There are many keys to success in business, and I firmly believe that two that go together are identifying trends and preparing yourself to take full advantage of those trends wherever possible.
One automotive trend that is unlikely to go away is the development of “alternative” fuel vehicles, which is coming to mean anything that isn’t good old 87-, 89- and 91-octane gasoline in the tank. Production hybrid-electric vehicles have been around for several years, and have gained much momentum of late. Additionally, diesel and bio-diesels are gaining press, as well as flex-fuels that add ethanol. That’s not even taking into account plug-in electric and hydrogen fuel cell vehicles that seem to be on the horizon.
Recently, at the Society of Automotive Engineers World Congress in Detroit, I was walking the exhibit hall and felt I had been physically struck as I noticed the sheer preponderance of booths that touted some kind of alternative fuel wares. Additionally, a recent issue of an “Automotive Digest” e-newsletter was dominated by headlines like “Consumers Want Their Hybrid and Performance, Too;” “Study Reignites Debate over Impact of Increased Ethanol Use;” “New Diesels Headed for U.S. Market” and “GM Unveils Fuel Cell for Concept Volt.”
Automobiles seem to be changing at a rate not seen since perhaps the early years of the industry.
There’s the trend. So how will you adapt to succeed?
The most important is education. Whether through the ASA, ASE or other associations (don’t forget your local vo-tech), keeping abreast of what they’re teaching new techs can be important in educating yourself. This education isn’t necessarily to learn a new skill set — consider the opportunities it gives you to upsell the other maintenance on a car that isn’t affected by the technology. Oil changes, tire service and more will remain mostly unchanged.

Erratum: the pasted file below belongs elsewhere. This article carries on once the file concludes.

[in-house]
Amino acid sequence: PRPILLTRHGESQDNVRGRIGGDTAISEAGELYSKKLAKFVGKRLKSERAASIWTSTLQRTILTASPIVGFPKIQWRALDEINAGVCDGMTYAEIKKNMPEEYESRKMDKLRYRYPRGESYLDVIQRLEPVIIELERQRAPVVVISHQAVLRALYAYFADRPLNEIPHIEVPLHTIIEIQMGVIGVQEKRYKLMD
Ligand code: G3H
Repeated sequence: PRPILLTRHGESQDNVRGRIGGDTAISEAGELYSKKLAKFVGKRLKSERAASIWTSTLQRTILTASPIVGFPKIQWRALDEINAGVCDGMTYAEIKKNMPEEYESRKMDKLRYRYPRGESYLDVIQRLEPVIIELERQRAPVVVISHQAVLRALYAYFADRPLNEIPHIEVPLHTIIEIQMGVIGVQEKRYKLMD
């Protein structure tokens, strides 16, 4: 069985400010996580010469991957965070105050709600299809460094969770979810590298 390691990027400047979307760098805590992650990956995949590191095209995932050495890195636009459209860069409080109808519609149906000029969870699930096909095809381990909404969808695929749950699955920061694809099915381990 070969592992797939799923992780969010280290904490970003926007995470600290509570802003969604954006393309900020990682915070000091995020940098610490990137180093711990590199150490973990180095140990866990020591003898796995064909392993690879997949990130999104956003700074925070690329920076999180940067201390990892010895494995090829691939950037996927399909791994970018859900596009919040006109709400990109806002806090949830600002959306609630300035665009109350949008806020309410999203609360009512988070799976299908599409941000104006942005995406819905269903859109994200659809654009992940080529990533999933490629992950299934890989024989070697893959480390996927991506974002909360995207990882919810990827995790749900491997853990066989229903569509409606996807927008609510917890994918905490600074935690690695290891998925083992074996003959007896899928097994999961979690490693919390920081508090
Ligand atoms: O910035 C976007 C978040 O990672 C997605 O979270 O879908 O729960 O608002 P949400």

And consider this: If it’s likely that many two-car families will see some sort of hybrid or flex-fuel vehicle hit the driveway for commuting, and you can’t service that car, how likely is it the “regular” car might start going where the hybrid does for maintenance?
Change is inevitable; profit is not.
Speaking of success, PTEN has a new column specifically targeting your business’ well-being. “Maintaining your business” will cover tips on keeping your front office healthy, whether it be tax tips, retaining top techs, upselling advice, marketing ideas and more. You can find the first edition of the column on page 8. PTEN is looking for more shop owners to share their stories of success and increased profitability with our readers. Send your submissions to me at email@example.com.
Some automakers void warranties that use biofuels.
What your technicians need to know about electronic controls on clean diesels and flex-fuel vehicles.
One or two more reasons why I love my flex-fuel Taurus.
Back in the mid ’80s, cars started showing up at repair shops with engine systems that were computer controlled and the technician couldn’t even adjust an idle.